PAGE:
Gaps In The Sky. 11th May

Pollington Lock to Castleford Visitor Moorings

Dressed appropriately for the forecast we pushed off around 9:30am leaving the baritone sheep with their lambs. I walked up to Pollington Lock with the key of power, a narrowboat had just come into view. Would they be heading for the lock or water point? The lock was full so whilst it emptied we worked out that the following boat was planning on a day filling up their water tank from the extremely slow tap.

Pollington Lock, smartly kept

Button pushing was easy compared to having to press and hold the buttons last summer on the Nene and Great Ouse. We were very quickly and on our way again.

Great Heck

The train app came out as we approached Great Heck, would the train get there before us? Well three came past, each one vying or the photo opportunity from the canal.

Plenty of C&RT blue boats were in at the maintenance wharf, a cheery wave came from inside a wheelhouse. As we came towards Whitley Lock we could see someone in blue with a life jacket, a banner/flag wafting in the breeze, there was a volunteer on duty, no need to drop me off. The chap was knowledgeable about his lock and by the portside ladder would be nice and calm for our ascent as the lock fills sideways further back.

Not a photo of Eggborough, well it isn’t there anymore !

The first gap in the sky. If you’d not lived round these parts or travelled on the motorways here you’d not notice what is no longer here. Eggborough Power Station no longer towers above the village of it’s name. It used to generate enough power for 2 million homes between 1967 and 2018 when it closed. In 2020 demolition works were started. Initially it was going to be replaced by a gas power plant, but with the rising costs of gas this did not happen.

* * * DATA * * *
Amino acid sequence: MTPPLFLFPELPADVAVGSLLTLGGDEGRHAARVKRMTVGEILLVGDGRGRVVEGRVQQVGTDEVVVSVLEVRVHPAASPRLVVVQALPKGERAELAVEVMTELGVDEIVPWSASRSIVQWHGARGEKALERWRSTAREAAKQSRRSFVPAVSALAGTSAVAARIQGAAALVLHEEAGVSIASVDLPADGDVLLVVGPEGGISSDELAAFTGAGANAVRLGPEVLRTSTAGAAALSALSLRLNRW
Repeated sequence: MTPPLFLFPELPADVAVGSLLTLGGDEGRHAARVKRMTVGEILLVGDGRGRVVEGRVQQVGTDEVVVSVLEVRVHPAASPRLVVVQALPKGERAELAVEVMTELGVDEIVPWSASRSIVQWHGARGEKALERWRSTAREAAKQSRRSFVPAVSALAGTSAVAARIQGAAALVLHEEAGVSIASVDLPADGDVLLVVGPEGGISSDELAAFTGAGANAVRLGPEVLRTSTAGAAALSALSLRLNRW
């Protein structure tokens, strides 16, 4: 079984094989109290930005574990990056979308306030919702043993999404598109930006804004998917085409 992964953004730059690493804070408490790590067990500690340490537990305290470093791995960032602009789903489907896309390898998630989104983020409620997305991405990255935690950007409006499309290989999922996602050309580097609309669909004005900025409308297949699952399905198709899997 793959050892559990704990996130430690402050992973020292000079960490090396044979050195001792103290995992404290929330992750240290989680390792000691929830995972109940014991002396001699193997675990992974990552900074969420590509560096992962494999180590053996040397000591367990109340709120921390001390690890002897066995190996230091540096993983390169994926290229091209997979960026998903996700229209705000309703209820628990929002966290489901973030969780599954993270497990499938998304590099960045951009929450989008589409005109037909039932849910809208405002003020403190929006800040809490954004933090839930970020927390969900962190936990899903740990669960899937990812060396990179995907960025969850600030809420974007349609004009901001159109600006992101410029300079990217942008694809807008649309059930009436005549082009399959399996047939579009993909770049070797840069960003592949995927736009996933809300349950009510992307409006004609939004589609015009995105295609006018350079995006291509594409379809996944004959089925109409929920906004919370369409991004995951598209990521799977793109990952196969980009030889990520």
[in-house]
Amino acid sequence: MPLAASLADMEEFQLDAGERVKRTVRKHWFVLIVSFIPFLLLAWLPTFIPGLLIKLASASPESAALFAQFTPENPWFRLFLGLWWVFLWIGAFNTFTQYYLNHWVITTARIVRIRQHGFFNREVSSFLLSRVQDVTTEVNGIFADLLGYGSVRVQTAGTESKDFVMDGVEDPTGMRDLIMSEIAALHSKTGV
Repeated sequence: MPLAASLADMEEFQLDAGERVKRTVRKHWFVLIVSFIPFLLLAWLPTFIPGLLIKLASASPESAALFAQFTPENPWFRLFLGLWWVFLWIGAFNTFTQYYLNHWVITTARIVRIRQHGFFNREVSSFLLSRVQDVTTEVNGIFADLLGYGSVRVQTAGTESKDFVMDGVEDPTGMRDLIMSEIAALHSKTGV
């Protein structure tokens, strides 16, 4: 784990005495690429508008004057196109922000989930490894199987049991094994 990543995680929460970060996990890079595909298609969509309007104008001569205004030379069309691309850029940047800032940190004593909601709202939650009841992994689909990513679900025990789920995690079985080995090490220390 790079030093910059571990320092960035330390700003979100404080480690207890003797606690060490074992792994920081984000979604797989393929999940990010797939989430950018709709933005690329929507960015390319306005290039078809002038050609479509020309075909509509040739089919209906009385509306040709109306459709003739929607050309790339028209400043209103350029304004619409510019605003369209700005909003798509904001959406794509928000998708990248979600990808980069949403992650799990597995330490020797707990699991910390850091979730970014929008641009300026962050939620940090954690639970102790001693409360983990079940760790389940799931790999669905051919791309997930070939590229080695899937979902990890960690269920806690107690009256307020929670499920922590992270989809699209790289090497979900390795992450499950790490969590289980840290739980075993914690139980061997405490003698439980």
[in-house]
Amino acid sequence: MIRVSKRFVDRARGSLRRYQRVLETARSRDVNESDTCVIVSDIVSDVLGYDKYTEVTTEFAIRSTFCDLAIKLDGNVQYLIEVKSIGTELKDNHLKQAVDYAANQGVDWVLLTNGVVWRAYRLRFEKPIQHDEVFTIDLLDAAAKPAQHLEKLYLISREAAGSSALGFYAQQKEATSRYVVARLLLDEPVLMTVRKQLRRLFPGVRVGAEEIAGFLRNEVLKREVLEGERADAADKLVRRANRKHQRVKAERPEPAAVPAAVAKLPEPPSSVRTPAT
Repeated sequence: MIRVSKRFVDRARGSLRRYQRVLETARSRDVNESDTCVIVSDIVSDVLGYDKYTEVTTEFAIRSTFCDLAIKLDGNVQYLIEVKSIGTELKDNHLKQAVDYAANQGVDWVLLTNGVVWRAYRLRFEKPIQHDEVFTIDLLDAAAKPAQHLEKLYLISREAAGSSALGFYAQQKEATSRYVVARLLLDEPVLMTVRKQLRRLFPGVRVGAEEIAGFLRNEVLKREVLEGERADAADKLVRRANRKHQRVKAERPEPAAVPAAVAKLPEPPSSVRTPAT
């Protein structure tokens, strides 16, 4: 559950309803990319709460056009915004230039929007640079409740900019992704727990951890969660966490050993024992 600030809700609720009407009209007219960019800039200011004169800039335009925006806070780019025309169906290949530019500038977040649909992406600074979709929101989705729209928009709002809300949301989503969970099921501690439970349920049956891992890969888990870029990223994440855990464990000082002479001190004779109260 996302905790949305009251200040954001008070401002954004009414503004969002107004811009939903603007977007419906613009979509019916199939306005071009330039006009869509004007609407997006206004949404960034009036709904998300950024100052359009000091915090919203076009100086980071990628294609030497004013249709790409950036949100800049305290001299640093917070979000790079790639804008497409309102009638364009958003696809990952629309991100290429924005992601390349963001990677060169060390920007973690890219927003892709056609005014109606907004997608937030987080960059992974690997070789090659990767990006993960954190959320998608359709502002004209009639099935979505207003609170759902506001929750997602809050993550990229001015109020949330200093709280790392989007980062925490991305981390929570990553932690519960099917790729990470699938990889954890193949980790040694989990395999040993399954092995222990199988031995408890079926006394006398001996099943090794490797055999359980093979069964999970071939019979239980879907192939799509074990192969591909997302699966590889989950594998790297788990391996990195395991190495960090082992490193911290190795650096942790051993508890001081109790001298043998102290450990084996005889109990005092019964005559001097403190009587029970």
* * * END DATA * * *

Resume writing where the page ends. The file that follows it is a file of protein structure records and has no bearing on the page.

Solar instead of coal

Now the long flat towards Knottingley. The site of Kellingley Colliery is now mostly filled with a solar farm. Areas still have mounds of slag and rubble, new buildings are rising on the far side. Sadly the sign I’ve taken photos of over the years has now gone, soon there will only be the concrete wharfs let to suggest there was mining on the site.

By now the brolly was in use, we were getting quite damp. A mooring for an early lunch would do us. Several boats were moored around the junction with Bank Dole Cut, but it looked like we’d need to dig out our mooring spikes and get wetter still. We carried on, passing the flour mill, the towpath garden.

Then another gap in the sky! Not one cooling tower left at Ferrybridge Power Station! I thought they were going to keep three of them, but not one in sight. Available bollards pulled us over to moor, ropes tied off to them rather than the boat as they were soo far away. The drone from a canalside factory stopped bang on 12:30 giving us a half hour of peace and quiet. Tilly surveyed the area from the dinette windows, This will do nicely please! Except we’d not gone far enough today.

Ferrybridge flood lock was in operation, would there be much of a difference in height. Not really. Mick gradually moved Oleanna along the long lock as I walked from one end to the other, lifted the sluices the level light illuminated and I could open the gates. Thank goodness you don’t have to wait for these locks to go through all it’s motions (which at times do nothing on the Trent Locks). Just a long ladder to climb down to get back onboard.